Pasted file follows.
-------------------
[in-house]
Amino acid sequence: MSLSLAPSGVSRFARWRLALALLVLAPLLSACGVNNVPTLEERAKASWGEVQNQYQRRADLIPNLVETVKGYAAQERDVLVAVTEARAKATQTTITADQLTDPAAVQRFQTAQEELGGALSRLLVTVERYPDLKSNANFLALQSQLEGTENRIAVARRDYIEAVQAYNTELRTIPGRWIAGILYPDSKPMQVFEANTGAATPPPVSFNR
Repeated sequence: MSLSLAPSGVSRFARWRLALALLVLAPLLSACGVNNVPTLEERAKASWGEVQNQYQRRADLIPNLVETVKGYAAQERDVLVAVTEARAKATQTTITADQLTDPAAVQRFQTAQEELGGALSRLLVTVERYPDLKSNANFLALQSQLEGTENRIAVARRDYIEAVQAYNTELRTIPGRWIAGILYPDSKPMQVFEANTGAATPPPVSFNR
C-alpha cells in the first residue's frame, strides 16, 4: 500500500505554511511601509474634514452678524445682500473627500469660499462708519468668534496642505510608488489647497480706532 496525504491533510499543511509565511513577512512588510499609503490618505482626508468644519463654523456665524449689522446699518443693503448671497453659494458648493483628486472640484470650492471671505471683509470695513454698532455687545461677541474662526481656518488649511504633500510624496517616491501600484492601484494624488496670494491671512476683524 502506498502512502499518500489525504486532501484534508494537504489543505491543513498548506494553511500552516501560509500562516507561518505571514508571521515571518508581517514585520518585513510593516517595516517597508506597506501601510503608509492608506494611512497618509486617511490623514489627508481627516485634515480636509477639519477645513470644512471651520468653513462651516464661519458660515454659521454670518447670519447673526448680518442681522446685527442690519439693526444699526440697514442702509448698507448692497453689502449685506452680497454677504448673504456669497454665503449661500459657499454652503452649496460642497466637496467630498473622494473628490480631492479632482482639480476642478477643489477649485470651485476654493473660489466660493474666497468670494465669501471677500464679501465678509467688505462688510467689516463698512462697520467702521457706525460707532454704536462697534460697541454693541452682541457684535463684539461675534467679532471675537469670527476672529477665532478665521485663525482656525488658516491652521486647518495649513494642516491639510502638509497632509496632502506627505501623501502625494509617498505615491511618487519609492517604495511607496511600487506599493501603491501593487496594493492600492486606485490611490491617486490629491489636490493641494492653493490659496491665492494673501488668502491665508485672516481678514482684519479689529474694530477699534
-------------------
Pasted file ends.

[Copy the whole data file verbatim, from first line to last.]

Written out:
[in-house]
Amino acid sequence: MSLSLAPSGVSRFARWRLALALLVLAPLLSACGVNNVPTLEERAKASWGEVQNQYQRRADLIPNLVETVKGYAAQERDVLVAVTEARAKATQTTITADQLTDPAAVQRFQTAQEELGGALSRLLVTVERYPDLKSNANFLALQSQLEGTENRIAVARRDYIEAVQAYNTELRTIPGRWIAGILYPDSKPMQVFEANTGAATPPPVSFNR
Repeated sequence: MSLSLAPSGVSRFARWRLALALLVLAPLLSACGVNNVPTLEERAKASWGEVQNQYQRRADLIPNLVETVKGYAAQERDVLVAVTEARAKATQTTITADQLTDPAAVQRFQTAQEELGGALSRLLVTVERYPDLKSNANFLALQSQLEGTENRIAVARRDYIEAVQAYNTELRTIPGRWIAGILYPDSKPMQVFEANTGAATPPPVSFNR
C-alpha cells in the first residue's frame, strides 16, 4: 500500500505554511511601509474634514452678524445682500473627500469660499462708519468668534496642505510608488489647497480706532 496525504491533510499543511509565511513577512512588510499609503490618505482626508468644519463654523456665524449689522446699518443693503448671497453659494458648493483628486472640484470650492471671505471683509470695513454698532455687545461677541474662526481656518488649511504633500510624496517616491501600484492601484494624488496670494491671512476683524 502506498502512502499518500489525504486532501484534508494537504489543505491543513498548506494553511500552516501560509500562516507561518505571514508571521515571518508581517514585520518585513510593516517595516517597508506597506501601510503608509492608506494611512497618509486617511490623514489627508481627516485634515480636509477639519477645513470644512471651520468653513462651516464661519458660515454659521454670518447670519447673526448680518442681522446685527442690519439693526444699526440697514442702509448698507448692497453689502449685506452680497454677504448673504456669497454665503449661500459657499454652503452649496460642497466637496467630498473622494473628490480631492479632482482639480476642478477643489477649485470651485476654493473660489466660493474666497468670494465669501471677500464679501465678509467688505462688510467689516463698512462697520467702521457706525460707532454704536462697534460697541454693541452682541457684535463684539461675534467679532471675537469670527476672529477665532478665521485663525482656525488658516491652521486647518495649513494642516491639510502638509497632509496632502506627505501623501502625494509617498505615491511618487519609492517604495511607496511600487506599493501603491501593487496594493492600492486606485490611490491617486490629491489636490493641494492653493490659496491665492494673501488668502491665508485672516481678514482684519479689529474694530477699534